Optical lithography is a fast patterning technique as all patterns are transferred to the photoresist through the mask in parallel. This requires that the relevant photomasks are already available or that they also need to be fabricated usually by electron beam lithography (in the case of non-standard patterns). Standard photomasks are made of fused quartz coated with a layer of chromium. During mask fabrication Cr is etched away where the geometric patterns need to be. This way UV light has a clear path through the mask, so as to expose the photosensitive resist and transfer the patterns, while Cr acts as a light-stop layer to prevent the illumination of the rest of the photoresist. The most common UV light wavelengths used in standard photolithography are the 436 nm ("g-line"), the 405 nm ("h-line") and the 365 nm ("i-line"), all being spectral lines of an Hg lamp. The achievable resolutions at these wavelengths go down to below 1 μm. There are different modes one can perform standard photolithography either with the mask being in contact with the resist-coated sample (contact lithography) or leaving a small gap (proximity lithography) each one having its own advantages and disadvantages.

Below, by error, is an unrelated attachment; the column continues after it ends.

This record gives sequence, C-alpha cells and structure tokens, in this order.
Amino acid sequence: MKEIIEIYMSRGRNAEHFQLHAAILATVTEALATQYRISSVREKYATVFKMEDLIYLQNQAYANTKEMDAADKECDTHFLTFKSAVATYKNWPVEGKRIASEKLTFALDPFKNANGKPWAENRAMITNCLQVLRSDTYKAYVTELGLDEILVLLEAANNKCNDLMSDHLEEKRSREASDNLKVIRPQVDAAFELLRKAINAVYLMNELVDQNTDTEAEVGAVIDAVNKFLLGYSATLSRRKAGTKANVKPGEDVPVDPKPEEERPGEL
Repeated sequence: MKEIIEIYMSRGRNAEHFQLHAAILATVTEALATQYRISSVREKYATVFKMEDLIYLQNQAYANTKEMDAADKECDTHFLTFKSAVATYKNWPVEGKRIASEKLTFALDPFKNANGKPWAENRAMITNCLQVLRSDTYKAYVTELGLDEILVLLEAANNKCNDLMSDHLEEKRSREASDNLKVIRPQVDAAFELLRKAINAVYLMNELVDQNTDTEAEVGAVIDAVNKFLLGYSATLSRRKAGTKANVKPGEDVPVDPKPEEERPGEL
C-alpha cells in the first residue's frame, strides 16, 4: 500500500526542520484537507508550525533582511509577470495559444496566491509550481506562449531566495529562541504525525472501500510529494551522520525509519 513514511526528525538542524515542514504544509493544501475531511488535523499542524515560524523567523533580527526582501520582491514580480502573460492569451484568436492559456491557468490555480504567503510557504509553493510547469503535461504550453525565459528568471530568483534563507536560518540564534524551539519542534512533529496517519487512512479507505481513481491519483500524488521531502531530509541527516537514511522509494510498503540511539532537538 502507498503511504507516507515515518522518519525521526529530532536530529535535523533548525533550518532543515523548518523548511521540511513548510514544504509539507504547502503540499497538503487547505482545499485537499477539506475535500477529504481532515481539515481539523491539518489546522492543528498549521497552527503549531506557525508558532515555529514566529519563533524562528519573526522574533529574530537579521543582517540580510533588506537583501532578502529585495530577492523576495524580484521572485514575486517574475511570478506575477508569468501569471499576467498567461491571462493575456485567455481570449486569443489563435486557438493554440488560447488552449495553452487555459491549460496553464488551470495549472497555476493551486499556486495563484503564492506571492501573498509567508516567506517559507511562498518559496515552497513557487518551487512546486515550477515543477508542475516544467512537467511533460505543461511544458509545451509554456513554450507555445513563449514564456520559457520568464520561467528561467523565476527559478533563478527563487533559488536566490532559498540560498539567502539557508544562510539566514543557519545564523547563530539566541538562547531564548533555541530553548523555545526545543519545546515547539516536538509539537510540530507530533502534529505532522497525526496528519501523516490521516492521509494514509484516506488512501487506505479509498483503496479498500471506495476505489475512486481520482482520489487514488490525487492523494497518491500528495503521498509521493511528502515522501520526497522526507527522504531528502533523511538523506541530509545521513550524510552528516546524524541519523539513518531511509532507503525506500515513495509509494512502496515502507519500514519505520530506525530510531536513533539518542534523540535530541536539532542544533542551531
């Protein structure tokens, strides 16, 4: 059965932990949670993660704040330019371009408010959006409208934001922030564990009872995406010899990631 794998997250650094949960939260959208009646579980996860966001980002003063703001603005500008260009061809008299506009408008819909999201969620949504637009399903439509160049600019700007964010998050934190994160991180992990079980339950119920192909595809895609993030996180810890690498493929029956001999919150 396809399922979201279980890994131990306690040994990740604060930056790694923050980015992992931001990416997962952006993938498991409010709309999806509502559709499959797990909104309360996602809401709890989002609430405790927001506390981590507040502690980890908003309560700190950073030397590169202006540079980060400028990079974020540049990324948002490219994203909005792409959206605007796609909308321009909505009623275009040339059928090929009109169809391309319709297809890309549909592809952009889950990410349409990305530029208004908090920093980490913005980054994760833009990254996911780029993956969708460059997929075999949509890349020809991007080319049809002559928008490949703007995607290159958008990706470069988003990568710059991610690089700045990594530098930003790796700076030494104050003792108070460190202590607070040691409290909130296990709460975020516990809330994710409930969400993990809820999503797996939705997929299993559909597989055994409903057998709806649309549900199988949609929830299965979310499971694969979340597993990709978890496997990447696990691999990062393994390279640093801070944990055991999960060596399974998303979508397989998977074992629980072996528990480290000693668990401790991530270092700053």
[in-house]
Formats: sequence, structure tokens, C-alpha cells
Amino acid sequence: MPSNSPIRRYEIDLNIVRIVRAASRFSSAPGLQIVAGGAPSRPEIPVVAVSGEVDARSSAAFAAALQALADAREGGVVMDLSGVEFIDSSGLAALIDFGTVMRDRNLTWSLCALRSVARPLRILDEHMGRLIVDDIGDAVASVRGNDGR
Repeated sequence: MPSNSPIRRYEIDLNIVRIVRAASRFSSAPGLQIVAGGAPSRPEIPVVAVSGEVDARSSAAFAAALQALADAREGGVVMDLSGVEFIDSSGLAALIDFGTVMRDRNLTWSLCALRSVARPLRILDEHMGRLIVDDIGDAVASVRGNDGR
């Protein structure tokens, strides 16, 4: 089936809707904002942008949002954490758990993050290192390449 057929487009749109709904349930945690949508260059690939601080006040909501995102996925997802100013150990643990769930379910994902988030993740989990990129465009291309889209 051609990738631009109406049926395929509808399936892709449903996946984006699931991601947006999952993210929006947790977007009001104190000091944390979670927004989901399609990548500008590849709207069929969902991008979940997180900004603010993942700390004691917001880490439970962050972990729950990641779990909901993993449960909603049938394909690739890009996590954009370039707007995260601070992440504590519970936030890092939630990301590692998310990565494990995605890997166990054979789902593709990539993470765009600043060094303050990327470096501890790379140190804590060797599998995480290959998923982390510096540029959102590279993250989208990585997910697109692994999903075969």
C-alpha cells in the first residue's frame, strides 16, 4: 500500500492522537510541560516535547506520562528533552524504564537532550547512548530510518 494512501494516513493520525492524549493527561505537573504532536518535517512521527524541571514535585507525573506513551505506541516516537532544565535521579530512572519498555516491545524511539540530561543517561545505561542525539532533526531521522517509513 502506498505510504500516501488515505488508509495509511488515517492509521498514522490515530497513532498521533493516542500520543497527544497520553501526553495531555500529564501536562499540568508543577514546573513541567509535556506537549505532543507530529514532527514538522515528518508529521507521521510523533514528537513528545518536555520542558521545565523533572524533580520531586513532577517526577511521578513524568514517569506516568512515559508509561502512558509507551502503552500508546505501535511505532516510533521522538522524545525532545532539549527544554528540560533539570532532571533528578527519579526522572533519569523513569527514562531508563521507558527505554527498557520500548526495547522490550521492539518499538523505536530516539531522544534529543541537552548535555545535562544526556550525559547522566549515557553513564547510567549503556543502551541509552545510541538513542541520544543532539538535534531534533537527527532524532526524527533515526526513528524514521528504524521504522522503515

Mask aligner MJB4 (soft UV) (316)
Mask Aligners MA6/MA8/MJB3
Mask Aligners MJB3 and MA25
MJB3: high-precision alignment stage accurate to 0.5 µm and a brightfield microscope equipped with 5X, 10X and 25X objectives
MA25: simultaneous double side exposure and manual operation of wafers and small samples, alignment accuracy between upper and lower side of the wafer of <2 microns, and alignment table rotation of <2 degrees
MJB3: substrates of various sizes up to 3 inches in diameter and 3mm in thickness, and masks up to 4 inches
MA25: maximum wafer diameter of 4" and maximum mask size of 5" x 5"